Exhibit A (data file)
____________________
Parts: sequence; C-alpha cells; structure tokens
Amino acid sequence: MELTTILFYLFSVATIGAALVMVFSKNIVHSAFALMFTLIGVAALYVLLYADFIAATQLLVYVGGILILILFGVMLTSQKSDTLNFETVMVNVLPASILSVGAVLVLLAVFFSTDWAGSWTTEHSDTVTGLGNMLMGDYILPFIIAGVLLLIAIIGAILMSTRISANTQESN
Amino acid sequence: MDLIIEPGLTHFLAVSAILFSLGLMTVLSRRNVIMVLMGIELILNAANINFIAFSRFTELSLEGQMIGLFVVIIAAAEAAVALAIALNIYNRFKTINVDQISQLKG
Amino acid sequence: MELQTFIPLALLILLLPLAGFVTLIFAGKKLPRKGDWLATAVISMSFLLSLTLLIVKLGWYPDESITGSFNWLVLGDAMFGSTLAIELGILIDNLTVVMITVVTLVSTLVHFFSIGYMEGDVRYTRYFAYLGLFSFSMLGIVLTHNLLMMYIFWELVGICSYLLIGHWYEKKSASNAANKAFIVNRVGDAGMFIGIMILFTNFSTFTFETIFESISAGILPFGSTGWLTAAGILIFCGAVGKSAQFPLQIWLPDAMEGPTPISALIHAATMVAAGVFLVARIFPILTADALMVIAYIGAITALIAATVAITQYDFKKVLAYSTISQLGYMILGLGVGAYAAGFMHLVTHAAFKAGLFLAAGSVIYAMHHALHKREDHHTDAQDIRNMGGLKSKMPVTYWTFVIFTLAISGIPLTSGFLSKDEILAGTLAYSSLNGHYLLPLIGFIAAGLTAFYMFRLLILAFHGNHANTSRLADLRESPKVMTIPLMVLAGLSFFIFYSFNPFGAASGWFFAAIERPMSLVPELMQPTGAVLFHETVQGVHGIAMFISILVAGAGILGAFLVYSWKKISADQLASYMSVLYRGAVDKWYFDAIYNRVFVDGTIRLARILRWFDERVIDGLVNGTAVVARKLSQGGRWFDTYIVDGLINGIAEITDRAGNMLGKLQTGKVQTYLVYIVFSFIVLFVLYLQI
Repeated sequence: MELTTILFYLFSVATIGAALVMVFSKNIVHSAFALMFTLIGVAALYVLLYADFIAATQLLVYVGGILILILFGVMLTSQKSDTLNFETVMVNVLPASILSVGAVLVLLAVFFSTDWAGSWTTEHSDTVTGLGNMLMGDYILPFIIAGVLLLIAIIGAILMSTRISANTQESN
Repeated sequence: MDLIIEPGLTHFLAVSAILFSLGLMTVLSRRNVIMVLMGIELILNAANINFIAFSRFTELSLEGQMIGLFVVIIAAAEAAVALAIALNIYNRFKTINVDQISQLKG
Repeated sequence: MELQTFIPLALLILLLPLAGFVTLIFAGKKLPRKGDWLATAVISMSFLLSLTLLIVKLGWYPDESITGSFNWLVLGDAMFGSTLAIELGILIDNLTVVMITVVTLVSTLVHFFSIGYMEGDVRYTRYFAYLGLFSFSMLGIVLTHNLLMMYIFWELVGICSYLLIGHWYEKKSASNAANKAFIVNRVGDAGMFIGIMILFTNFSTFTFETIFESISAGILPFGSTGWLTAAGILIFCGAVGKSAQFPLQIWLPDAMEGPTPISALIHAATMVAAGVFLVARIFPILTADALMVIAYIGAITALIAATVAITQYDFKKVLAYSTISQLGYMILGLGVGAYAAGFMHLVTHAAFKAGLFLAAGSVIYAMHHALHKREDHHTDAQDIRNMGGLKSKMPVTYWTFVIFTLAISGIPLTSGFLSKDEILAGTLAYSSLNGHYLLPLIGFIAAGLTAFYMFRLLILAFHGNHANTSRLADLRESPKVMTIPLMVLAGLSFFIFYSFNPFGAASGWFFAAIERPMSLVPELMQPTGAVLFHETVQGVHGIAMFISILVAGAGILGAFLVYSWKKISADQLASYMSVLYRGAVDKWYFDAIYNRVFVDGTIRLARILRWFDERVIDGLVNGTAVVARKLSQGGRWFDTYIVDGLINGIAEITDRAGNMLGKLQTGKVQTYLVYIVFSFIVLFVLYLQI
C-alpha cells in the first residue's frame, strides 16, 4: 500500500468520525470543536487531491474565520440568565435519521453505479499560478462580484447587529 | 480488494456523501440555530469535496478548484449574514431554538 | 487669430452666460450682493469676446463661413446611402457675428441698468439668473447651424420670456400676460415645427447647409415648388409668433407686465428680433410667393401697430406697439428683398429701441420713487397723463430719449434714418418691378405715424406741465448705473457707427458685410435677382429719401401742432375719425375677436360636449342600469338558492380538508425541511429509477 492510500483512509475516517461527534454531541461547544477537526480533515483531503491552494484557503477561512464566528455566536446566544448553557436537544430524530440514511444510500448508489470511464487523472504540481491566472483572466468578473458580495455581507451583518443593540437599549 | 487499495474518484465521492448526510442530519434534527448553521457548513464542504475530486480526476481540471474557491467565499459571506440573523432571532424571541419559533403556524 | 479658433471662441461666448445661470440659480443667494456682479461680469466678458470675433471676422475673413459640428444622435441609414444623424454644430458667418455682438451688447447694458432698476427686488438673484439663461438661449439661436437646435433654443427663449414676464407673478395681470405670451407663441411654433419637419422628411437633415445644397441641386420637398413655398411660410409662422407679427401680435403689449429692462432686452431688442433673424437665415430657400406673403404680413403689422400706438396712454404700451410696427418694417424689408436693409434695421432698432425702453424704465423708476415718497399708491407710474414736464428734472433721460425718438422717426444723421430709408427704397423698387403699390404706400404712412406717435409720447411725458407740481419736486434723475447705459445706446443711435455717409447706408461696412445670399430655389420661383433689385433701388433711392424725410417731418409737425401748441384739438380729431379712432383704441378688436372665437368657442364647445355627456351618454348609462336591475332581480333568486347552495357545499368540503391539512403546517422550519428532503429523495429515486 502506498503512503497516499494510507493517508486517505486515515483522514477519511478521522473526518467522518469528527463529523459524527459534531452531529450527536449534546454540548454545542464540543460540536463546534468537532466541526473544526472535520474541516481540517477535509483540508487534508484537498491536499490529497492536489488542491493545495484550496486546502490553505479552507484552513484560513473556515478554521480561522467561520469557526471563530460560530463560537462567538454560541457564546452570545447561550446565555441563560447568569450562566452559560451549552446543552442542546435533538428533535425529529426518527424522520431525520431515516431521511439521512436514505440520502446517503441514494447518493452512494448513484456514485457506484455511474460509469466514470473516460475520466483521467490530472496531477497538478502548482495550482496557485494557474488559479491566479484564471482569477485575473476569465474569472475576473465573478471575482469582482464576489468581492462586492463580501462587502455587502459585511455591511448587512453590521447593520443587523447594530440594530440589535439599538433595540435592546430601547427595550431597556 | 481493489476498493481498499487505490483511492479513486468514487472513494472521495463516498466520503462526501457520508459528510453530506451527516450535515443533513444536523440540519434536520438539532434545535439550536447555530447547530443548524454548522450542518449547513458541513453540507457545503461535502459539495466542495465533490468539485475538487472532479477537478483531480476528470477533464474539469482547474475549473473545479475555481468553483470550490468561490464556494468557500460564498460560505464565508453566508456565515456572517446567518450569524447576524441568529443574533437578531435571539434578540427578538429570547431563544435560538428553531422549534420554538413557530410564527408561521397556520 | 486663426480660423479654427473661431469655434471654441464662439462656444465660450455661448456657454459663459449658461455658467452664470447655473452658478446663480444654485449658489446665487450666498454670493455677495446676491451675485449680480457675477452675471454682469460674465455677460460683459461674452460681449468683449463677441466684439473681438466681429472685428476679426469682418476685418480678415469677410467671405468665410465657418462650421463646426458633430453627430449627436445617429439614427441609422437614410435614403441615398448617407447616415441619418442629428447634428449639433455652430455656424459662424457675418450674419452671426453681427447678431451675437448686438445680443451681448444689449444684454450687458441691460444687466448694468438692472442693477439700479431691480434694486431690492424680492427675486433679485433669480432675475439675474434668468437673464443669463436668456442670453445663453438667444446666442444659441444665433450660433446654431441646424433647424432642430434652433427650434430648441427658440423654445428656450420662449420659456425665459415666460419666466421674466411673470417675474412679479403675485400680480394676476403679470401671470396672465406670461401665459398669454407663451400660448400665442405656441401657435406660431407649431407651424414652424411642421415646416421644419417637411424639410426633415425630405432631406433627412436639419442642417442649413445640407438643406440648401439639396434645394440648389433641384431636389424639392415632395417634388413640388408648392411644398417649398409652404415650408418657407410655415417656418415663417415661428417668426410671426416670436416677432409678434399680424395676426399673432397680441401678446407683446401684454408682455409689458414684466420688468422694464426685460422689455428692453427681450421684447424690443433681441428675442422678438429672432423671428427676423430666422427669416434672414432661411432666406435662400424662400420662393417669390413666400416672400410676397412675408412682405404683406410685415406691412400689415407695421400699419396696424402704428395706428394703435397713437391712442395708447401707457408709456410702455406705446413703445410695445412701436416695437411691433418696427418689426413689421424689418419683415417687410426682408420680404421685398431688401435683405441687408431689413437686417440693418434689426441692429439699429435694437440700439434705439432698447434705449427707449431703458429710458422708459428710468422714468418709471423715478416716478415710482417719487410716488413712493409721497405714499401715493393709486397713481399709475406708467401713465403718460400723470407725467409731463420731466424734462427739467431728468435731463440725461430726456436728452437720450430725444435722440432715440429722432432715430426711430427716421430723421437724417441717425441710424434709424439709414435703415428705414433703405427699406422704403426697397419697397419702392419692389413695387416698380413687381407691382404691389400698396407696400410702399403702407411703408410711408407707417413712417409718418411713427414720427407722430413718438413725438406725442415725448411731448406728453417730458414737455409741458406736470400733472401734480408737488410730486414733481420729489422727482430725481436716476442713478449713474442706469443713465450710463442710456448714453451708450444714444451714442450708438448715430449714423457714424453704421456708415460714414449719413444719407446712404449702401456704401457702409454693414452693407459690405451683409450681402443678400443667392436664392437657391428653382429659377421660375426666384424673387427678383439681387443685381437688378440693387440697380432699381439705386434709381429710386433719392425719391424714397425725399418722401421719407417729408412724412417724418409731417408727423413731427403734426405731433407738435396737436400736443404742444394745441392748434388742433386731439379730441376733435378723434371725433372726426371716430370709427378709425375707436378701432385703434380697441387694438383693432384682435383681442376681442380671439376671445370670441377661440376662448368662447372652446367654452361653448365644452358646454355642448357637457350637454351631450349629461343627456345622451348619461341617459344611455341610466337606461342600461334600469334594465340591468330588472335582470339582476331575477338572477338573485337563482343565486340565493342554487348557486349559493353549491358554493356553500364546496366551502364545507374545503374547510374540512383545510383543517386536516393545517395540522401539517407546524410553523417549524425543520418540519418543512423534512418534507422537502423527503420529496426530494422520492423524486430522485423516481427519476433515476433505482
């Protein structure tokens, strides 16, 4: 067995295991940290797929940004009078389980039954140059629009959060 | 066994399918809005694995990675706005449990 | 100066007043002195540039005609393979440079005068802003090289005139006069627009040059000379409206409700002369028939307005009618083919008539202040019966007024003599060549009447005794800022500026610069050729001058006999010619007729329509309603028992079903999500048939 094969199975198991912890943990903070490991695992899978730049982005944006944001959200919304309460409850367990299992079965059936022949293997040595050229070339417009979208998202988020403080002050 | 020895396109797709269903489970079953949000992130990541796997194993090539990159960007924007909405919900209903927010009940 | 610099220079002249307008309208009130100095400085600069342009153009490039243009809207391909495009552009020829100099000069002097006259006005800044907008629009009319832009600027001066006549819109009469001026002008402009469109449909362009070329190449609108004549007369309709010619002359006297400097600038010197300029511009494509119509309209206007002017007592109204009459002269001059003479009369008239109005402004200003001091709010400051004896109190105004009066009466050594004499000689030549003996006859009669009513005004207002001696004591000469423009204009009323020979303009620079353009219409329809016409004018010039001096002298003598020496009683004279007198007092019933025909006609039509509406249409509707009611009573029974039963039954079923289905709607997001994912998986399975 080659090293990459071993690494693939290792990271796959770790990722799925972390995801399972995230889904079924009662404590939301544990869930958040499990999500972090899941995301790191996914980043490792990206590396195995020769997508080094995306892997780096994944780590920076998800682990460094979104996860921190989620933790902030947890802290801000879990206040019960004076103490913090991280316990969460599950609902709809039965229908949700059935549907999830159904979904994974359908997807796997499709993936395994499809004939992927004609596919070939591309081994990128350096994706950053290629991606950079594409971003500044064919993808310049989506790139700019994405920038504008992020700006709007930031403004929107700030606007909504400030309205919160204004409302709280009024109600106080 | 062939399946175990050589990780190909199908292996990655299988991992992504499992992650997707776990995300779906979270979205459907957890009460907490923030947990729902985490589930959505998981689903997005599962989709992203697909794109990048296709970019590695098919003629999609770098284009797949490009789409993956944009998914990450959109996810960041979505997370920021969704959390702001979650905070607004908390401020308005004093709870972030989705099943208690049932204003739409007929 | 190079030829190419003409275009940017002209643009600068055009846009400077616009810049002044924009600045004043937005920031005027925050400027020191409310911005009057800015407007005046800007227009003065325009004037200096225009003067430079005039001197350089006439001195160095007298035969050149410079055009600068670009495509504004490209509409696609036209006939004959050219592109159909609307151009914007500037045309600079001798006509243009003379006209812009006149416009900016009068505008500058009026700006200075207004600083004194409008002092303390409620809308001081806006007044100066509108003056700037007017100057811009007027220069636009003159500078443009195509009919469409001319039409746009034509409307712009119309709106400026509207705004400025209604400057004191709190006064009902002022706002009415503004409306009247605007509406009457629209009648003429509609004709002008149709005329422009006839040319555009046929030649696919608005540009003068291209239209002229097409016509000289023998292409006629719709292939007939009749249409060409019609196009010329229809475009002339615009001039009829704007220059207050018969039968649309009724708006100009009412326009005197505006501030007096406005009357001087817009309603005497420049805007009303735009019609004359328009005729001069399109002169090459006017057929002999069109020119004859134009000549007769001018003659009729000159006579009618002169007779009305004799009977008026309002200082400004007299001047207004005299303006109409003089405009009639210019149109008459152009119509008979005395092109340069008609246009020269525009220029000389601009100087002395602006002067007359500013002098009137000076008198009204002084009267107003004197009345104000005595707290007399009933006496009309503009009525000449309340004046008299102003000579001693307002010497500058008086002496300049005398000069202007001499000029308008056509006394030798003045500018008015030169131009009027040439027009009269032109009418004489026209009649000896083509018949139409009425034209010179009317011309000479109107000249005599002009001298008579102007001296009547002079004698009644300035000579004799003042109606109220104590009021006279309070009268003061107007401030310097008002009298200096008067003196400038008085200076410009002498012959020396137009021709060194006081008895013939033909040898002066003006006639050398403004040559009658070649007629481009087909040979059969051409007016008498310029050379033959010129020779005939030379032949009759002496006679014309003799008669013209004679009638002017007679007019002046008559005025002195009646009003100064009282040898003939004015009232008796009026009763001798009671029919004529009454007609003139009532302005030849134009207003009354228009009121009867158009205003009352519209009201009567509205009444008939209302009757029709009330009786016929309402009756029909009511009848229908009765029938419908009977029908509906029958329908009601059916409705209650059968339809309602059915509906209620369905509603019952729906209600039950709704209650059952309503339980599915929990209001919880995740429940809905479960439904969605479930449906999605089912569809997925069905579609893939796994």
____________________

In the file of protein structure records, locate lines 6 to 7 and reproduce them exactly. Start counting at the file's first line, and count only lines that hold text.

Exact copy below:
Repeated sequence: MDLIIEPGLTHFLAVSAILFSLGLMTVLSRRNVIMVLMGIELILNAANINFIAFSRFTELSLEGQMIGLFVVIIAAAEAAVALAIALNIYNRFKTINVDQISQLKG
Repeated sequence: MELQTFIPLALLILLLPLAGFVTLIFAGKKLPRKGDWLATAVISMSFLLSLTLLIVKLGWYPDESITGSFNWLVLGDAMFGSTLAIELGILIDNLTVVMITVVTLVSTLVHFFSIGYMEGDVRYTRYFAYLGLFSFSMLGIVLTHNLLMMYIFWELVGICSYLLIGHWYEKKSASNAANKAFIVNRVGDAGMFIGIMILFTNFSTFTFETIFESISAGILPFGSTGWLTAAGILIFCGAVGKSAQFPLQIWLPDAMEGPTPISALIHAATMVAAGVFLVARIFPILTADALMVIAYIGAITALIAATVAITQYDFKKVLAYSTISQLGYMILGLGVGAYAAGFMHLVTHAAFKAGLFLAAGSVIYAMHHALHKREDHHTDAQDIRNMGGLKSKMPVTYWTFVIFTLAISGIPLTSGFLSKDEILAGTLAYSSLNGHYLLPLIGFIAAGLTAFYMFRLLILAFHGNHANTSRLADLRESPKVMTIPLMVLAGLSFFIFYSFNPFGAASGWFFAAIERPMSLVPELMQPTGAVLFHETVQGVHGIAMFISILVAGAGILGAFLVYSWKKISADQLASYMSVLYRGAVDKWYFDAIYNRVFVDGTIRLARILRWFDERVIDGLVNGTAVVARKLSQGGRWFDTYIVDGLINGIAEITDRAGNMLGKLQTGKVQTYLVYIVFSFIVLFVLYLQI